It’s just a fun tradition!
I know. I get that it is no longer about these old pagan traditions, at least not for most people. I also know that for most people it is not about Jesus. This should make sense since it’s association with Jesus is shaky anyway.
I know people like pretty trees, lights (not to mention Yule logs), and good food with people they love. All of this is great, and I would not ask anyone to stop celebrating. I love to celebrate. My personal view is that there is little of meaning in the holiday itself that I want to be a part of. I am all about getting together, eating good food, etc., and so I like the parties and gatherings that happen this time of year.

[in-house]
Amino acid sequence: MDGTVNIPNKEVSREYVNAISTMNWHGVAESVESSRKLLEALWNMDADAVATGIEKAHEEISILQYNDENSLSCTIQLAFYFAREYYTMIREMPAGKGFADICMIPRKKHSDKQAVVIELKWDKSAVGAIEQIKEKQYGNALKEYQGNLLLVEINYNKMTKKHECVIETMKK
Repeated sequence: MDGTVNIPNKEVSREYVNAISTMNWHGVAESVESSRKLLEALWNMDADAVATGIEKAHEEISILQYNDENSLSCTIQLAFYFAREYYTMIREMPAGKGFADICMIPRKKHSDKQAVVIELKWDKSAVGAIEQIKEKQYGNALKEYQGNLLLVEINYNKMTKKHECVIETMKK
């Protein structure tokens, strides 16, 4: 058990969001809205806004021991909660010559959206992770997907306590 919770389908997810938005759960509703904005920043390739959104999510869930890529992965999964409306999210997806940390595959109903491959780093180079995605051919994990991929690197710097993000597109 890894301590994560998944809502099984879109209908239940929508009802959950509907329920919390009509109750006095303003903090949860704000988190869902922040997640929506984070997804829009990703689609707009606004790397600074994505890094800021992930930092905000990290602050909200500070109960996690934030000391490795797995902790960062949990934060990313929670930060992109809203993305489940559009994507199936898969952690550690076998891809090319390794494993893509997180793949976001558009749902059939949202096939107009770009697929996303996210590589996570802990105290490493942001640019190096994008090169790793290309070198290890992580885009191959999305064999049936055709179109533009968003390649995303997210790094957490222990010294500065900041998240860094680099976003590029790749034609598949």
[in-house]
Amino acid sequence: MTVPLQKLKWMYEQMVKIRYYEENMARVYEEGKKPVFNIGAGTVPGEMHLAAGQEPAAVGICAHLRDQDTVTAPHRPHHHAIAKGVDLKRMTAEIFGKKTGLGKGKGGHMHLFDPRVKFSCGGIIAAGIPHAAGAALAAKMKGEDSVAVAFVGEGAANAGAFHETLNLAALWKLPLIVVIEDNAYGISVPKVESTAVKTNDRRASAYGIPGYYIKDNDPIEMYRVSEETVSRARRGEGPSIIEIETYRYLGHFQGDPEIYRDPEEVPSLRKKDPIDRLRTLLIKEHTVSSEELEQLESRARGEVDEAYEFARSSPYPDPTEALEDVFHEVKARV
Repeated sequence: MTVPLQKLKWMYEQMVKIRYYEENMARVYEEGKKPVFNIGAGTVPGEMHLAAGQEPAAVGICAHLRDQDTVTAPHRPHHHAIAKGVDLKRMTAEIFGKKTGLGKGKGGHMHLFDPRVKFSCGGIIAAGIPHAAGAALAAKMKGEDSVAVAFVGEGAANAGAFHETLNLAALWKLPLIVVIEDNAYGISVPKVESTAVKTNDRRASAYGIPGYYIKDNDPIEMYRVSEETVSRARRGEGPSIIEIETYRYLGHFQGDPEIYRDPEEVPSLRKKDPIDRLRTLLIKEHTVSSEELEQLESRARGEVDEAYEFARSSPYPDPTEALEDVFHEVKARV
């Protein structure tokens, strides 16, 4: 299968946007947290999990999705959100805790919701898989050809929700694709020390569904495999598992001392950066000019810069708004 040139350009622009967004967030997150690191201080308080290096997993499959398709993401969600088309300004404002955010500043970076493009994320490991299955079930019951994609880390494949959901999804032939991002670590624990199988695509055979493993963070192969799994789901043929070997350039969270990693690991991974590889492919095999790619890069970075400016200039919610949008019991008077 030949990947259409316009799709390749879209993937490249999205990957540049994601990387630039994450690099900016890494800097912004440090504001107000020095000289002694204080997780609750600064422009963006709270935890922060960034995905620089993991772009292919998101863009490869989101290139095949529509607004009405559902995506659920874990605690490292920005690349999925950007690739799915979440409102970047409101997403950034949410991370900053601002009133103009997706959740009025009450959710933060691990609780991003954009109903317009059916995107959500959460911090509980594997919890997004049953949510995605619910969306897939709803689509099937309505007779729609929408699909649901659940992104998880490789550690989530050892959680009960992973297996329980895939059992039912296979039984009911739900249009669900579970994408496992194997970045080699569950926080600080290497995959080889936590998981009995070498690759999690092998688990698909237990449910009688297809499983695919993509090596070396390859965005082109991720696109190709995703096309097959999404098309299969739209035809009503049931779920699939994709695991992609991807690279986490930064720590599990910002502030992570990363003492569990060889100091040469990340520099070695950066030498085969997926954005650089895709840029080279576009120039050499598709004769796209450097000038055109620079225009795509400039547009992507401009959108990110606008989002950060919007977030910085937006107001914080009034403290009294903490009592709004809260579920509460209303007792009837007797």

But I don’t say “merry Christmas” because it is not the holiday I am celebrating but rather life in general. It is not the day that makes me want to do these things, it is just my nature that does.
Nor do I write “X-mas.” The reason is that the “X” is not supposed to take Christ out and make it secular. The “X” is one of the oldest symbols of Christ. The ancient Christians would write the “X”, which is how the Greeks wrote the letter “chi” which Christ starts with in Greek, to symbolize their Christianity. The common symbol of Jesus from early on, which is still used, is the Chi-Rho symbol, which is an expansion of the simple “X” first used.
Thus X-mas is not an atheist or generally secular creation to get Christ out of Christmas. It is a reference to an ancient Christian symbol, and is thus more likely to take the pagan Santa out of Christmas. But either way, Pagan or Christian, Christmas does not suit me. I prefer not to participate in the rituals and so forth. You do what you like, and enjoy however you do it.